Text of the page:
Bilingual education speaks to the future

Public education has changed drastically. Technology, specialized magnet campuses, charter schools, the importance of Advanced Placement courses and standardized student tests — if you graduated even 10 years ago, odds are, you wouldn't recognize your alma mater today.

It has become a field driven by the need to keep pace with the changing times, and a big part of that now involves competition among districts. And key in that race is becoming specialized. In doing so, districts can poach students from outside their boundaries — an important factor in state education funding — and boost their prestige.

Here locally, Glendale Unified has generated significant buzz and attention for its dual-language academies, which in recent years have spread to more campuses and taken on more foreign tongues, offering students the chance to become near-bilingual in French, Italian, German, Spanish, Korean and Armenian by the time they graduate elementary school. And there are discussions about how to expand those academies into secondary schools.

Burbank Unified, by comparison, has been left in the dust. But that could soon change, with the board of education recently taking steps to introduce a Spanish dual-language immersion program in fall 2013.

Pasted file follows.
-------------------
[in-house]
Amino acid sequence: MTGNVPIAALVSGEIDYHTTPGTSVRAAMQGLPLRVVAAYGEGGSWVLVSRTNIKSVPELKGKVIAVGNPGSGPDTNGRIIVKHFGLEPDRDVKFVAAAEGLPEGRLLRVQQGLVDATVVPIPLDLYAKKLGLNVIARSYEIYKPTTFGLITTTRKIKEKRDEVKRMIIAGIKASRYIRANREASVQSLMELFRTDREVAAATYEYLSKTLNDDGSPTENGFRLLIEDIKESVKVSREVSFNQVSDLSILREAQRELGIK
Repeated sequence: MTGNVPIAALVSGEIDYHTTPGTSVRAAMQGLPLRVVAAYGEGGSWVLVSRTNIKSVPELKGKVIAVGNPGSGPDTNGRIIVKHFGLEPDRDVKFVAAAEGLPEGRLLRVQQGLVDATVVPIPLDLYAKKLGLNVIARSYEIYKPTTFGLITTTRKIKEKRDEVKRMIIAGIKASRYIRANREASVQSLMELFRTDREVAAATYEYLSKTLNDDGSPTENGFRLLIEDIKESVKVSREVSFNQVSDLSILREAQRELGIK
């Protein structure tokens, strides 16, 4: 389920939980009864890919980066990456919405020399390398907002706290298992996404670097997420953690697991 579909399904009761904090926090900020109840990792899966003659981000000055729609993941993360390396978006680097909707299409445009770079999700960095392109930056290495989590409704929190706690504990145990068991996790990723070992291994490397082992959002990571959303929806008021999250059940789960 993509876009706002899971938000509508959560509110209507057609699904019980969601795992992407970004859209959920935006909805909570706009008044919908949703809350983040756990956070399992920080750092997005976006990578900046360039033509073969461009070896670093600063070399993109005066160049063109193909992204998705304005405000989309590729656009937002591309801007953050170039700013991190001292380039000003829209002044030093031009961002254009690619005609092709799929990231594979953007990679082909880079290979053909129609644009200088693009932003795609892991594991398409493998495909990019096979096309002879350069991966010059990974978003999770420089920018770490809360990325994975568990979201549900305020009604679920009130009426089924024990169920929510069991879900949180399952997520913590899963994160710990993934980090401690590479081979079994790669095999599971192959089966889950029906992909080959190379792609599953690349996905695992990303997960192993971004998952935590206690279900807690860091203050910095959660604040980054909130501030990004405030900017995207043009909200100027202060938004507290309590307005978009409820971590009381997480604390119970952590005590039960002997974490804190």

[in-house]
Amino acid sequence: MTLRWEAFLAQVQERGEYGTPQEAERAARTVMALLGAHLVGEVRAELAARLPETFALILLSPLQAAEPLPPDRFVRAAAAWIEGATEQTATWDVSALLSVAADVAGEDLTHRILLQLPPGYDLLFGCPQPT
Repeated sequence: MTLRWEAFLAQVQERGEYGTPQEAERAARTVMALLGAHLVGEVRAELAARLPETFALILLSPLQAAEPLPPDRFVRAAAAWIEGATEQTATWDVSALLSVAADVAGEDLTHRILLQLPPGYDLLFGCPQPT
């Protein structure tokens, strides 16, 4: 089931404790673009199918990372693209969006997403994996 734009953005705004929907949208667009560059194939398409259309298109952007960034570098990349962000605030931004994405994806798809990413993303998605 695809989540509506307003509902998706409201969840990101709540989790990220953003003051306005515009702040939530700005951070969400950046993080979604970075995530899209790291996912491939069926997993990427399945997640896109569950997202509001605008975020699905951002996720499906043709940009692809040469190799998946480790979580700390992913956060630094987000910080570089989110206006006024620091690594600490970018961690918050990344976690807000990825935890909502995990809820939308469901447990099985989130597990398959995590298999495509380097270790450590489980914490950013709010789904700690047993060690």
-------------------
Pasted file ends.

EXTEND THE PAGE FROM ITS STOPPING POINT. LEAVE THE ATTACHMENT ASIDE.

Concerns about cost and impact to student performances on standardized tests have largely been surmounted in districts like Los Angeles and Glendale, which spent years doing the dirty work of perfecting what — on its face — appeared to be a complicated and potentially taxing program.

At its core, students in dual-language immersion programs initially spend up to 90% of classroom instruction learning and speaking in the foreign tongue, with that ration evening out as they move up through the program. Young minds are like sponges, especially when it comes to learning languages, so what seems like a drastic approach to learning actually ends up being handled deftly by eager students.

At the end of program, they are then light years ahead of the peers in terms of opportunity and confidence. And isn't that, at the end of the day, what public education should strive to achieve?

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